A lifetime in laminates

CIMOct18Feature - attwater1
CIMOct18Feature - attwater1

Preston-based industrial laminates specialist, Attwater & Sons may be five generations into its journey as one of the leading names within its industry, but the company only ever looks forward. Mike Richardson reports as the company celebrates its 150th anniversary in the business.

Preston-based industrial laminates specialist, Attwater & Sons may be five generations into its journey as one of the leading names within its industry, but the company only ever looks forward. Mike Richardson reports as the company celebrates its 150th anniversary in the business.

 

As managing director and great-great-great grandson of the company founder, Richard Attwater is truly a man for all seasons. Having tried his hand at every job within the company, he’s worked his way up from sweeping the floor in the warehouse as a 10-year-old for pocket money - and the rest as they say, is history.

And as the company celebrates its 150th anniversary, the feeling of history is palpable as you walk around Attwater & Sons facility. The company is the longest established manufacturer of industrial laminate in the UK. Established in 1868 by Richard Henry Attwater, it is still in the Attwater family to this day with Richard at the helm.

With a team that includes some of the UK's most highly-respected technical experts, creating products that have been used in countless applications, Attwater says it is more than just a supplier – it’s a partner in everything from development to production.

“We are very proud of the fact that we are 150 years old, and as a manufacturer, there’s not many of us still around,” Richard begins. “We focus on the importance of our staff and ensure they are celebrating 150 years too, because it’s our staff that have brought us this far - without them we wouldn’t be here.”

Attwater sponsored a Preston North End football team match at the Deepdale Stadium ground earlier this year

Attwater has many avid football supporting employees working in the company, so the company decided to sponsor a Preston North End football team match earlier this year.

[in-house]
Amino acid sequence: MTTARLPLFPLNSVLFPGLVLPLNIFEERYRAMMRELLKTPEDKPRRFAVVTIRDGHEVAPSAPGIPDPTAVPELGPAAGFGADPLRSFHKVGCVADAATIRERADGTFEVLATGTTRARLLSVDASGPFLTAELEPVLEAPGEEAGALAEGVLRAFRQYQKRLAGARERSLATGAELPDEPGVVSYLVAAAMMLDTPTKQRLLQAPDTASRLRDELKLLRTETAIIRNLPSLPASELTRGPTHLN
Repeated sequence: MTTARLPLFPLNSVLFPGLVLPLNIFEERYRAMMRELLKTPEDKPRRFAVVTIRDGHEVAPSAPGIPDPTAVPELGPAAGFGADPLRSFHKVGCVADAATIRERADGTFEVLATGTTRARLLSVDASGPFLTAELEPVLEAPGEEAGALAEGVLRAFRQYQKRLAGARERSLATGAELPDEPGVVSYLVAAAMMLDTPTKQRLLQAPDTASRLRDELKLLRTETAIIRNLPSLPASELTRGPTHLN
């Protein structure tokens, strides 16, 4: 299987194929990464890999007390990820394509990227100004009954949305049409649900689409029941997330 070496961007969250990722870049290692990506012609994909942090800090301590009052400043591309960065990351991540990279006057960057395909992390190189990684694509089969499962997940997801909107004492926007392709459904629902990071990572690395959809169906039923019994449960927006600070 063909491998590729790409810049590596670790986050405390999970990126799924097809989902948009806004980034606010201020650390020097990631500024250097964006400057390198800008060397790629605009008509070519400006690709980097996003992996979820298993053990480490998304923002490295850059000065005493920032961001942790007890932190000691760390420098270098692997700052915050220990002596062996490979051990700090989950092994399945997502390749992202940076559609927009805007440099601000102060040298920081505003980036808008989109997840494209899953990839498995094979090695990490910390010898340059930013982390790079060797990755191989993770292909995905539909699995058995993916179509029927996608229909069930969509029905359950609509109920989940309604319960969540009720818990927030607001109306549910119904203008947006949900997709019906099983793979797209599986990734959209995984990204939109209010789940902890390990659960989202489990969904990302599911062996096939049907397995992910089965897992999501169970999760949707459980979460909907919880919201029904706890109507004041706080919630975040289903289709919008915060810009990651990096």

“Some of our employees went out onto the pitch and had photos taken with the team. It was a great day and we invited as many customers and suppliers as we could to join us at the ground for the day. Everyone, without hesitation came forward and thanked us for a great time and we were proud to have the Attwater brand name advertised in the stands up above the pitch.

“We’re a family-run company and this ethos runs all the way throughout our workforce. We’re proud of the fact we enjoy a very low turnover of staff – we’ve a lot of people working here who’ve been here for over 25 years, including many members from the same families.”

The revolution starts now

Asked what has been the single biggest thing that has changed within the company throughout its 150-year history, Richard rather surprisingly says it’s been the switch from steam power to electrification.

“The Lancashire cotton mills had been at the forefront of the industrial revolution, and by the start of the 20th Century, they had changed from steam to electrical power. In the pre-Second World war era, industrial plastics like Bakelite and other thermoset plastics innovations were introduced. We try to ascertain what the market wants and find a solution to fill that niche. If there is one thing that is always certain in life, it’s change.”

Richard Attwater, managing director of Attwater & Sons

Attwater says its motto ‘progress through innovation’ applies just as much to what it does for its customers’ businesses as it does for its own. The company believes it's why it is still a market leader today.